Gresham’s law and public morality

Published: November 5, 2012
The writer is a partner at Bhandari, Naqvi & Riaz and an advocate of the Supreme Court. He can be reached on Twitter @laalshah. The views presented in the article above are not those of his firm

The writer is a partner at Bhandari, Naqvi & Riaz and an advocate of the Supreme Court. He can be reached on Twitter @laalshah. The views presented in the article above are not those of his firm

The elections to the Supreme Court Bar Association (SCBA) were held this past week. Like the other 2,000 or so members, I was inundated with SMS messages requesting me to “vote and support” candidate X. On some days, I got more than 50 such messages. Some of the hopefuls even went to the trouble of calling me. A determined few went further and showed up at my office.

At the same time, despite the intensity of the campaigning, not a single candidate for a single office of the SCBA made any substantive promise. No manifestos were printed. Certainly, none were distributed. No one tried to win my vote by saying that they would seek to improve the problems faced by those who actually argue before our country’s Supreme Court. Instead, to the extent anybody bothered to make a pitch for my vote, it was based entirely on relationships: vote for my friend, vote for my cousin, vote for my political compatriot.

Lest you think this is not a big deal, let me explain. For at least the past two decades, and more specifically over the past five years, the SCBA has been one of the more important political organisations of this country. When the Chief Justice was removed by General (retd) Pervez Musharraf on March 9, 2007, the movement for his restoration was led in part by Munir Malik, the then president of the SCBA. Munir Malik was succeeded as president of the SCBA by Aitzaz Ahsan, the lawyer for the Chief Justice. Aitzaz Ahsan then led the second phase of the lawyers’ movement against the imposition of Emergency by General (retd) Musharraf on November 3, 2007, which eventually resulted in the restoration of the Chief Justice and the other ousted judges. Even today, while the bar associations of the various High Courts and district courts remain independent and very significant entities, the SCBA occupies a privileged position in the legal fraternity by virtue of its connection with the apex Court.

There is also no shortage of issues for the SCBA to discuss. The tenure of the current chief justice has seen an unprecedented expansion in the role of the Supreme Court. The Court has become completely identified in the public eye with an aggressive commitment to public interest litigation, a development which is highly debatable, both in legal and political terms. As professionals who practise at the Supreme Court, SCBA candidates should obviously have a position on this issue just like they should have ideas on how to deal with the massive backlog of cases in the Supreme Court. But none of the candidates bothered to express any thoughts on these issues to their voters.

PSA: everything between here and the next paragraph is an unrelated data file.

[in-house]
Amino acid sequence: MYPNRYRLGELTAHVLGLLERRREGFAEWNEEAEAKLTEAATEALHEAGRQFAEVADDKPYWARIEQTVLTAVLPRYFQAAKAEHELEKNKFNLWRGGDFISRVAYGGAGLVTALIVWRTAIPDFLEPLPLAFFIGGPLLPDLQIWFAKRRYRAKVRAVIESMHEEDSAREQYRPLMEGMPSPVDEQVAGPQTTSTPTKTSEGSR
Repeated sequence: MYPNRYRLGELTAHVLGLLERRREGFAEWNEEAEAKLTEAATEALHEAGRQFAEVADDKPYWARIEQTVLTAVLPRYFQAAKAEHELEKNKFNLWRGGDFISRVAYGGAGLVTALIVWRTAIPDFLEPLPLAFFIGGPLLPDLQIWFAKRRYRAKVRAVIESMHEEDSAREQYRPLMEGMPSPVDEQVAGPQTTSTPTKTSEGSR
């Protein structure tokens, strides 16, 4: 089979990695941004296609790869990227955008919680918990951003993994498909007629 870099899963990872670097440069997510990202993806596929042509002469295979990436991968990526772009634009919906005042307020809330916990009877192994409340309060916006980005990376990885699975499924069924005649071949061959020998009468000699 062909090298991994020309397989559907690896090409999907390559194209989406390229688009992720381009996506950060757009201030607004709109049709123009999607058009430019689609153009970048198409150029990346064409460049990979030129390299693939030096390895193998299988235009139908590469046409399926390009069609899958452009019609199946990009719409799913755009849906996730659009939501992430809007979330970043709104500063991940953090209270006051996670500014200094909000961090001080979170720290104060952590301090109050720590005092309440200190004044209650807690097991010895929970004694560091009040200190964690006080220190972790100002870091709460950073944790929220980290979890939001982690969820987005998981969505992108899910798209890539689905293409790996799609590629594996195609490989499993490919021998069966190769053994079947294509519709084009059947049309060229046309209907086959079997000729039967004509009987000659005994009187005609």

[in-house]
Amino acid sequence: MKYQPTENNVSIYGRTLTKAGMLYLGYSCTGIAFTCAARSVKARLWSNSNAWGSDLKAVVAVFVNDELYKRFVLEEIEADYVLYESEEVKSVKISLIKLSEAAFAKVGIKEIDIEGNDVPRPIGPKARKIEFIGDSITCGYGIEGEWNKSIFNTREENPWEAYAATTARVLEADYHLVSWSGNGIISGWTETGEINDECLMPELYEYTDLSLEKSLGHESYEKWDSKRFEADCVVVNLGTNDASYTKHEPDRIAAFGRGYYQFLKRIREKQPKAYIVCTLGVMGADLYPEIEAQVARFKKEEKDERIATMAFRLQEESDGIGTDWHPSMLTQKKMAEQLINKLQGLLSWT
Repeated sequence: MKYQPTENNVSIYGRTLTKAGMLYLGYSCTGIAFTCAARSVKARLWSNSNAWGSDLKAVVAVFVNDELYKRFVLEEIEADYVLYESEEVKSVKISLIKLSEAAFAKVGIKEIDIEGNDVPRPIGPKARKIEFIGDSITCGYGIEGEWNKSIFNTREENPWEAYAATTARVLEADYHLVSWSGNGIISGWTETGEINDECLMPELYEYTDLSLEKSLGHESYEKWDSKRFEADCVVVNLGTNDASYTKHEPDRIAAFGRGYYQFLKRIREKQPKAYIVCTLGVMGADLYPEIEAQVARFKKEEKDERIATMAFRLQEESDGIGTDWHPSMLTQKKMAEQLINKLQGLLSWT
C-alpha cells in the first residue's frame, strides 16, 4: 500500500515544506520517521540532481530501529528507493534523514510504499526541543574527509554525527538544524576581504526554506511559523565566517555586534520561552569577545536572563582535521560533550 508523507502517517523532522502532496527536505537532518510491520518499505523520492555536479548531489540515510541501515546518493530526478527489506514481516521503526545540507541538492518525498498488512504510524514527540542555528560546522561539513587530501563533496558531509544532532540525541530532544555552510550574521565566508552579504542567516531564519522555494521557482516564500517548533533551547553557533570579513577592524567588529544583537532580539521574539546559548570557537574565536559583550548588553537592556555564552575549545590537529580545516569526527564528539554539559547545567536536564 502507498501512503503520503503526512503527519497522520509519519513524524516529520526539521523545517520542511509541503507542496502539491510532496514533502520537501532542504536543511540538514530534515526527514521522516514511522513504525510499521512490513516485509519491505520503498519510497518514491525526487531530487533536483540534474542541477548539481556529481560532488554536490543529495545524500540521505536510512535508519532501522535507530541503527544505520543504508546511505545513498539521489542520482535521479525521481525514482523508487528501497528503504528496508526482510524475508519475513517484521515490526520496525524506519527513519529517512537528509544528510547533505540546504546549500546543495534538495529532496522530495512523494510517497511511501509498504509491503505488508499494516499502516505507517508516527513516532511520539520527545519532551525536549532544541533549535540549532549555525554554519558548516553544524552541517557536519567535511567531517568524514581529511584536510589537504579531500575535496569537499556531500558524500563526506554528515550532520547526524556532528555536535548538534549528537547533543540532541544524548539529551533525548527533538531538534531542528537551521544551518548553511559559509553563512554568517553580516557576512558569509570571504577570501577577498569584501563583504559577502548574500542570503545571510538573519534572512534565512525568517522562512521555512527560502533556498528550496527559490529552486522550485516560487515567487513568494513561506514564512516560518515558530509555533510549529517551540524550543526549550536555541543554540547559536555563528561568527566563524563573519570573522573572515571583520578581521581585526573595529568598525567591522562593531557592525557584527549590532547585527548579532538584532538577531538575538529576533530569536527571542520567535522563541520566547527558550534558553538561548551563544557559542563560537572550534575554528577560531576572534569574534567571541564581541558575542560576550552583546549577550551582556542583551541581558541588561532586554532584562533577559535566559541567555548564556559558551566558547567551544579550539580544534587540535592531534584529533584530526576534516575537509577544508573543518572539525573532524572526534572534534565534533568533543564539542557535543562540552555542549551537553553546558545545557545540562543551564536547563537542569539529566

Entry into the SCBA requires 10 years of practice at the High Court level followed by a rigorous interview and selection procedure. Members of the SCBA can therefore — with some justification — regard themselves as the cream of Pakistan’s legal crop. And yet, I repeat, not a single candidate in the SCBA elections bothered to make any substantive argument. More significantly, I seem to be the only person bothered by this omission.

My question is this: if the elections to an elite body of highly skilled professionals are to turn on nothing more than personality issues, what hope is there for the rest of this country? We hear so often that democracy cannot flourish in a country populated by poor illiterates but the membership of the SCBA is neither poor nor illiterate. We hear equally often that the only cure for bad democracy is more democracy. The SCBA has been holding annual elections for decades. Why, then, do the SCBA elections present the same sad picture as our political process?

Charlie Munger, Warren Buffett’s partner and a business legend in his own right, argued some years ago that while Gresham’s law had become obsolete in terms of currency, it could nonetheless be applied to societal mores.

For those not up to date with economic theory, Gresham’s law is the contention that bad money drives out good. In other words, if a state starts diluting the amount of precious metal in its coins, people will start hoarding good coins and only using adulterated coins.

Munger’s variation of Gresham’s law is that bad morality drives out good or, in other words, that public morality is in a race to the bottom. Once one person cuts corners, everybody else starts cutting corners too because that is the only way to survive. Pretty soon, there is nobody left who does not cut corners.

What, then, is the solution? Munger does not spell it out, but the answer lies in the works of Charlie Frankel, another thinker quoted by him during the same lecture. Frankel was an American philosopher and humanist who argued that systems of government were “responsible” in direct proportion to the degree that the people who made the decisions bore the consequences. At least to my mind, that simple argument explains more about Pakistan’s current state than all of the books titled using some variation of “The World’s Dangerous Country”.

Coming back to the topic of this column, I am forced to concede that the SCBA has become what it is because of the apathy of lawyers like myself. Put simply, SCBA candidates do not care about substantive issues because lawyers like myself do not force them to care. Well, starting today, that is going to change.

The next SCBA elections are exactly a year away. More importantly, the SCBA membership is small enough that even blocks of 10 or 20 voters count significantly. Assuming I can round up at least 10 votes, the plan is to put together a set of policy reforms and see if we can get any of the major candidates to bite. It may or may not work. But at least I’ll feel better when the next SCBA election comes around.

Published in The Express Tribune, November 6th, 2012.